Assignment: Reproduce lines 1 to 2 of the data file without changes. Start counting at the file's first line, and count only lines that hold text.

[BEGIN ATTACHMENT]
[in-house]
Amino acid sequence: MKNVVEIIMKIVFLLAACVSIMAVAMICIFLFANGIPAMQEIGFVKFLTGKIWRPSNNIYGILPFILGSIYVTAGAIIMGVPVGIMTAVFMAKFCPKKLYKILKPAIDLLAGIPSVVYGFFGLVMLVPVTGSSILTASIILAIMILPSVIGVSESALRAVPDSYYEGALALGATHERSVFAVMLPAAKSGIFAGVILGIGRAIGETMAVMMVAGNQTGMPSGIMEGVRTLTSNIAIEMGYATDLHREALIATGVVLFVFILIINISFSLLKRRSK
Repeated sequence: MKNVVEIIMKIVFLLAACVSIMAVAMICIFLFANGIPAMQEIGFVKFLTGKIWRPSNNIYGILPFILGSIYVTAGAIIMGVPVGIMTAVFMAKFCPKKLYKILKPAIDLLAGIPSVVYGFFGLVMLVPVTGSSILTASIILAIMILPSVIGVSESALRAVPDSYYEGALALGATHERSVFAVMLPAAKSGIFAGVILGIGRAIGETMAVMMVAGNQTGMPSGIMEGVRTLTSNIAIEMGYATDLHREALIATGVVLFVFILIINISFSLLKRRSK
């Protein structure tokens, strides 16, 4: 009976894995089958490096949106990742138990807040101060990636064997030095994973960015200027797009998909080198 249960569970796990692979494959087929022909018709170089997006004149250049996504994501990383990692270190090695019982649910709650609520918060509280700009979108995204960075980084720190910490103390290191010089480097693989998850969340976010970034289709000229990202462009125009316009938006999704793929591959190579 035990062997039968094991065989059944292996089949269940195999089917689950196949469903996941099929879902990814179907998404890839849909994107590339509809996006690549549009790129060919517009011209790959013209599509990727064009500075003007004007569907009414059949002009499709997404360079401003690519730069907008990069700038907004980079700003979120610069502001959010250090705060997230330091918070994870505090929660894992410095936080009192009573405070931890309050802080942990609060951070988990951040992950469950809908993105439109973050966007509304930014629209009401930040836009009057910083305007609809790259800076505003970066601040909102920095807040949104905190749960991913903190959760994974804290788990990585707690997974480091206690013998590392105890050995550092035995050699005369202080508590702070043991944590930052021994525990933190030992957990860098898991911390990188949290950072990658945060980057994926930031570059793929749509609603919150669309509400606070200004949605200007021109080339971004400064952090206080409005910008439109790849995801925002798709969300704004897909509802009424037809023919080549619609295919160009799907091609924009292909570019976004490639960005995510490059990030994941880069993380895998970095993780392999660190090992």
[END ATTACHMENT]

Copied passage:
[in-house]
Amino acid sequence: MKNVVEIIMKIVFLLAACVSIMAVAMICIFLFANGIPAMQEIGFVKFLTGKIWRPSNNIYGILPFILGSIYVTAGAIIMGVPVGIMTAVFMAKFCPKKLYKILKPAIDLLAGIPSVVYGFFGLVMLVPVTGSSILTASIILAIMILPSVIGVSESALRAVPDSYYEGALALGATHERSVFAVMLPAAKSGIFAGVILGIGRAIGETMAVMMVAGNQTGMPSGIMEGVRTLTSNIAIEMGYATDLHREALIATGVVLFVFILIINISFSLLKRRSK